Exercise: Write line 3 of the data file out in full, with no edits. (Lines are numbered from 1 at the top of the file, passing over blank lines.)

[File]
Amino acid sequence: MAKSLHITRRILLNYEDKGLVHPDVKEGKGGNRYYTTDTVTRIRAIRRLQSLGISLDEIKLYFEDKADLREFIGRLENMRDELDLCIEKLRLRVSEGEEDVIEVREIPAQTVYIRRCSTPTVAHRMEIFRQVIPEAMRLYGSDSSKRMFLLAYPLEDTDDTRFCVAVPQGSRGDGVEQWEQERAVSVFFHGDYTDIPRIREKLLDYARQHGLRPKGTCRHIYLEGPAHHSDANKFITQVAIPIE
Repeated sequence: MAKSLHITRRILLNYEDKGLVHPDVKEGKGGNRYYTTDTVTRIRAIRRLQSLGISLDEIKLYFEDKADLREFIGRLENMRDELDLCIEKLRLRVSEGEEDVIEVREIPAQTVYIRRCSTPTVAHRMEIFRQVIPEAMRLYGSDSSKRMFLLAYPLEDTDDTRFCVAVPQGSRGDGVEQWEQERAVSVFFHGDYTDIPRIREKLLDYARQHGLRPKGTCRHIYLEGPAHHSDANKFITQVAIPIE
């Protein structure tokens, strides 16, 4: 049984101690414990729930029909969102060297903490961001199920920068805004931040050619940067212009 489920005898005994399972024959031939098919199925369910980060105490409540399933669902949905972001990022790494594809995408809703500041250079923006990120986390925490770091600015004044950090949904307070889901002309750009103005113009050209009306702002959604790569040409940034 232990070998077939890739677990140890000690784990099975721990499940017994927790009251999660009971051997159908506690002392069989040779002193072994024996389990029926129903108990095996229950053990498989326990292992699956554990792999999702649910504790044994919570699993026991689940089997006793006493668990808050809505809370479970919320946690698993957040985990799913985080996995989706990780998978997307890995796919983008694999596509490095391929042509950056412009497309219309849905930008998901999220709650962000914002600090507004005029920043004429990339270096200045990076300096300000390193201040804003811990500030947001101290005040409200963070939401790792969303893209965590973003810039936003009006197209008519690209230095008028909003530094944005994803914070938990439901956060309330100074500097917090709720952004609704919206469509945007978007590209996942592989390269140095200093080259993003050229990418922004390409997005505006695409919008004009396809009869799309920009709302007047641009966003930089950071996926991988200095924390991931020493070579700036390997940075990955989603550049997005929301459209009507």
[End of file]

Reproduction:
């Protein structure tokens, strides 16, 4: 049984101690414990729930029909969102060297903490961001199920920068805004931040050619940067212009 489920005898005994399972024959031939098919199925369910980060105490409540399933669902949905972001990022790494594809995408809703500041250079923006990120986390925490770091600015004044950090949904307070889901002309750009103005113009050209009306702002959604790569040409940034 232990070998077939890739677990140890000690784990099975721990499940017994927790009251999660009971051997159908506690002392069989040779002193072994024996389990029926129903108990095996229950053990498989326990292992699956554990792999999702649910504790044994919570699993026991689940089997006793006493668990808050809505809370479970919320946690698993957040985990799913985080996995989706990780998978997307890995796919983008694999596509490095391929042509950056412009497309219309849905930008998901999220709650962000914002600090507004005029920043004429990339270096200045990076300096300000390193201040804003811990500030947001101290005040409200963070939401790792969303893209965590973003810039936003009006197209008519690209230095008028909003530094944005994803914070938990439901956060309330100074500097917090709720952004609704919206469509945007978007590209996942592989390269140095200093080259993003050229990418922004390409997005505006695409919008004009396809009869799309920009709302007047641009966003930089950071996926991988200095924390991931020493070579700036390997940075990955989603550049997005929301459209009507």